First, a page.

However, Koshyari expressed realistic views highlighting importance of nature, religion and culture of two countries as the foundation of bilateral relations. 

With the growing pressure from communists, Nepal and India formed the Eminent Persons Group to discuss and review Nepal-India Relations. As any treaty or agreement needs to be ratify through two thirds of majority in the Legislature Parliament, one can understand the consequence of the absence of Nepali Congress leaders and Madhesh based parties in the program. As any new treaty and understanding with India will have direct impact on the livelihood of Madheshi people, no discussion will materialize without their participation and involvement.

Headed by two senior personalities, the first meeting of EPG on Nepal-India Relations concluded in Nepal agreeing to discuss the whole gamut of relations in the present context.

As the Indian team was composed of senior leader of BJP Bhagat Singh Koshyari, seasoned diplomat and former Indian ambassador to Nepal Jayant Prasad, academicians and security experts Mahendra P. Lama and Professor Dr. B.C. Upreti, it was a diverse and mixed blend with politicians, diplomats and experts.

So far as Nepal’s EPG team is concerned; Nepal side was composed of persons loaded with anti-Indian views and affiliated with one political ideology. Except co-chair Dr. Bhekh Bahadur Thapa, a veteran diplomat with his own standing, two members Nilamber Acharya and Surya Nath Upadhyaya are known for their communist leaning and loaded views on the treaties and relations with India. Dr. Rajan Bhattarai himself is a member of CPN-UML, which is known for its stand on India.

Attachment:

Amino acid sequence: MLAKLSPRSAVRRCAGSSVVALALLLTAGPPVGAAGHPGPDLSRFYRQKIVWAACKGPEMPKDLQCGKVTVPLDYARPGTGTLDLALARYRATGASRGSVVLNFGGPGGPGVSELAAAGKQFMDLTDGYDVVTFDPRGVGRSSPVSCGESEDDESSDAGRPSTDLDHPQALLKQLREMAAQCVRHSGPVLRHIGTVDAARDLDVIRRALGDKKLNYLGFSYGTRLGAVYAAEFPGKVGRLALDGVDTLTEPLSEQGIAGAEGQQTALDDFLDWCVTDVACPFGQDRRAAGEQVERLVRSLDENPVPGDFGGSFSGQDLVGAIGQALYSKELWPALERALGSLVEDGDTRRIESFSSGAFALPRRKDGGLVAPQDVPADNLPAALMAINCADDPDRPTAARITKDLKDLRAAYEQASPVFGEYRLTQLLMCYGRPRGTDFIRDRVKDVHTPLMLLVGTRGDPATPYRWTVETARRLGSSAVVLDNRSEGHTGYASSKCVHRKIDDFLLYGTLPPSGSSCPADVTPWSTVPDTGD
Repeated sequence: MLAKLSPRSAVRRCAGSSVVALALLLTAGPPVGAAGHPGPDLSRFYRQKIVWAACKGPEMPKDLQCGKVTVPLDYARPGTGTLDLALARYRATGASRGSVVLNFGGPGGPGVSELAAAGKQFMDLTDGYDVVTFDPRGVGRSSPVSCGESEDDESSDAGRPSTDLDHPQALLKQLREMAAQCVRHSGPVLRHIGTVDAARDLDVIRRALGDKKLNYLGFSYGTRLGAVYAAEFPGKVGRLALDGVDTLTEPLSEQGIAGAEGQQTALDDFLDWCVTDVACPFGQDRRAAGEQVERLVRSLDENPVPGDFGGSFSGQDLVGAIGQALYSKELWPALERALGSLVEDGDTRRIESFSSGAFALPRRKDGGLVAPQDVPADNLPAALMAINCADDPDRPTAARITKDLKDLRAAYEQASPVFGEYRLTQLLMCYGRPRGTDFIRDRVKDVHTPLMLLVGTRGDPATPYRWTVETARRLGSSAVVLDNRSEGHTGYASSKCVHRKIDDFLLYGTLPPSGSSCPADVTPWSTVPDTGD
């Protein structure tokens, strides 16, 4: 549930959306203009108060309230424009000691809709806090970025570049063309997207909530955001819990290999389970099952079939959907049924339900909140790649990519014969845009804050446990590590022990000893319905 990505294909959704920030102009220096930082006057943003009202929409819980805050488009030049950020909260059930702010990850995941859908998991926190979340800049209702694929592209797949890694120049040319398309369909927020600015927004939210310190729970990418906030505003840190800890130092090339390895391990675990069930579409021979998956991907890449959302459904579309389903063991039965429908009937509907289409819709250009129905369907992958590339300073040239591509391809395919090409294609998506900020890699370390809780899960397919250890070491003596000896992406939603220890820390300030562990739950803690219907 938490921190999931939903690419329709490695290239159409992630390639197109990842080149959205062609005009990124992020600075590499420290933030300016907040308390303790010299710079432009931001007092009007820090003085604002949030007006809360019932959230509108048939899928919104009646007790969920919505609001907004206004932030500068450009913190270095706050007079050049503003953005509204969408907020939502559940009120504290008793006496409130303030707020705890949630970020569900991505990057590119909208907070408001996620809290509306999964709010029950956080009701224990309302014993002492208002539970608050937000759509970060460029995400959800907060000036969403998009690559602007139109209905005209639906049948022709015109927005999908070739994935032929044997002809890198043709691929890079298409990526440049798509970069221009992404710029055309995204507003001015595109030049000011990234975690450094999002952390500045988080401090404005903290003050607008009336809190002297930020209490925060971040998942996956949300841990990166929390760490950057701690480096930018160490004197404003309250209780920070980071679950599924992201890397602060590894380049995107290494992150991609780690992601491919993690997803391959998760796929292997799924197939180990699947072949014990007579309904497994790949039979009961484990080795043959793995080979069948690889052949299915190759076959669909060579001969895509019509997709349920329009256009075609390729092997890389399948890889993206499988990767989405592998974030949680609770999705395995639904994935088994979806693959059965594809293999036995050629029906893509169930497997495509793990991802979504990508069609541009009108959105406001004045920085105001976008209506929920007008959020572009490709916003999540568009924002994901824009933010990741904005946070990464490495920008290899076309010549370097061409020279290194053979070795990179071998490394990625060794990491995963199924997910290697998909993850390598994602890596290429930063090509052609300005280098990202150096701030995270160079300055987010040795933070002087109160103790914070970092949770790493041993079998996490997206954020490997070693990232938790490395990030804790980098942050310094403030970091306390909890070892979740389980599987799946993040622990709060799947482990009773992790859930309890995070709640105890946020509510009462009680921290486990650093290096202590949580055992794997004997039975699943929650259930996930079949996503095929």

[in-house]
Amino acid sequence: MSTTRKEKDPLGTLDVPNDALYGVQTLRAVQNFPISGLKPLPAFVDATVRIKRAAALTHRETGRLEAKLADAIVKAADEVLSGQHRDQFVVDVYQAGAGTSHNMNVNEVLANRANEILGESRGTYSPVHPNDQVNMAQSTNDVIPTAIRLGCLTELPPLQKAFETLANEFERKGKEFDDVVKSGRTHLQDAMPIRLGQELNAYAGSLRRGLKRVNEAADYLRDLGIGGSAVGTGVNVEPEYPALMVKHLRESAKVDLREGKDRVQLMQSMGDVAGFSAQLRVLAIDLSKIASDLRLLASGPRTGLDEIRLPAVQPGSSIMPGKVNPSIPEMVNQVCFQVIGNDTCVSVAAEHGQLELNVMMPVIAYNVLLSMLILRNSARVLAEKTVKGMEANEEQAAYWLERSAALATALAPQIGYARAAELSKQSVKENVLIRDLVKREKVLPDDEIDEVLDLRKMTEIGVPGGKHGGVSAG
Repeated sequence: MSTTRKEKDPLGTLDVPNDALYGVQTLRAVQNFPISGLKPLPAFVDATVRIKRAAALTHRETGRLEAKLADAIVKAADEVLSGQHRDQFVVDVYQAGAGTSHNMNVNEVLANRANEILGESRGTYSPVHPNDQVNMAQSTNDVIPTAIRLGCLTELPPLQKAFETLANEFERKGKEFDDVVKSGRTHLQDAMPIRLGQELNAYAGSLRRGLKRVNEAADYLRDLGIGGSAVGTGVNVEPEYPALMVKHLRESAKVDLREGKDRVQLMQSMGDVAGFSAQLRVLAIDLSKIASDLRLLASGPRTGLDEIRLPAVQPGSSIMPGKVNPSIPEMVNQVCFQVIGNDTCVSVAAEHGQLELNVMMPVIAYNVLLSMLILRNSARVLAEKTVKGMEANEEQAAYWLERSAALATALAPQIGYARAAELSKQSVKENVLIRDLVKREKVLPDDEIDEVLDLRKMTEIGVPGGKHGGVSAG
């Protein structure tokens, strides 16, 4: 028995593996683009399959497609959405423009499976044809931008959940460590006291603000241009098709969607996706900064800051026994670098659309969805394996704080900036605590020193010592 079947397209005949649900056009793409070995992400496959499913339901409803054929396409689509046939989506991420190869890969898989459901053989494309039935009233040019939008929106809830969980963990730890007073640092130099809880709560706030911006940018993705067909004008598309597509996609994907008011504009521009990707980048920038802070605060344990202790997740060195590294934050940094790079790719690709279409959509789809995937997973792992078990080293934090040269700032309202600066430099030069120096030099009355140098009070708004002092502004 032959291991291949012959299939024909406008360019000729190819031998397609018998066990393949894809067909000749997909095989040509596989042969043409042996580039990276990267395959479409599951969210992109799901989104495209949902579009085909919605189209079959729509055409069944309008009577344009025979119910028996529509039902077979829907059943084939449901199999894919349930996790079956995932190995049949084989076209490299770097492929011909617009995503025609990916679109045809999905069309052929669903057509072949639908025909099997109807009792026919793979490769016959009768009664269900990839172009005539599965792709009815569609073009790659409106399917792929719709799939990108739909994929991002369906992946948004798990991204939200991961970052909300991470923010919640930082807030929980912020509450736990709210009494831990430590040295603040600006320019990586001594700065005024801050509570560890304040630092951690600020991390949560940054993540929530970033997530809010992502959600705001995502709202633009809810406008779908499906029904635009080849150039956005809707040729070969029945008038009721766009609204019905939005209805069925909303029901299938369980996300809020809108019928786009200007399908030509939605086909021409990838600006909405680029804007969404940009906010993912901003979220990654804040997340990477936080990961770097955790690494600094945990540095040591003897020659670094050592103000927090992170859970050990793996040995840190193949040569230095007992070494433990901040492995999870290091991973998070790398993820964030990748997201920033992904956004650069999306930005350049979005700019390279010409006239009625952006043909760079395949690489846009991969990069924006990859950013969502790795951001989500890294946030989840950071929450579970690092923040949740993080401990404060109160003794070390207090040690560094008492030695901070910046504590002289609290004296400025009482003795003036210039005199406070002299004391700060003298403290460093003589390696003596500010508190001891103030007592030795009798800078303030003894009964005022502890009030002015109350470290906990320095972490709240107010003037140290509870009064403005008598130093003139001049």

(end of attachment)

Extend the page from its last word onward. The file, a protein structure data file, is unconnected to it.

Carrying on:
Given the nature of the Nepalese team, the question is: does EPG represent broader views of Nepalese people and reality of Nepal-India relations? The selection of people itself tells the story.

Then what is the use of it? “It is good to listen to the grievances of each other on bilateral ties on a certain level. However, the decision cannot be taken by this body and political leaders have to take the decision. Out of this, Nepal’s constitutional provision is so complex that there is the need of a two thirds majority ratification of treaty,” said Professor Dr. Lok Raj Baral. “Nepal-India relations have several dynamics as they exist at the people to people level, economic level, historical level, cultural level and security level. Rather than talking about the reality, Nepalese politicians are talking more on symbolic values,” said Professor Baral.

The two-day meeting finalized the body’s agenda, time frame, and code for its members, as well as working procedures. There was an exclusive closed-door discussion by its eight members.

As EPG groups of experts conclude their talk framing the basis for negotiations, tens of thousands of people, hundreds of animals and uncountable cubic meters of water might have entered India. With so many human and other dynamics, one cannot find any solution looking at Nepal-India relations on solely political dynamics.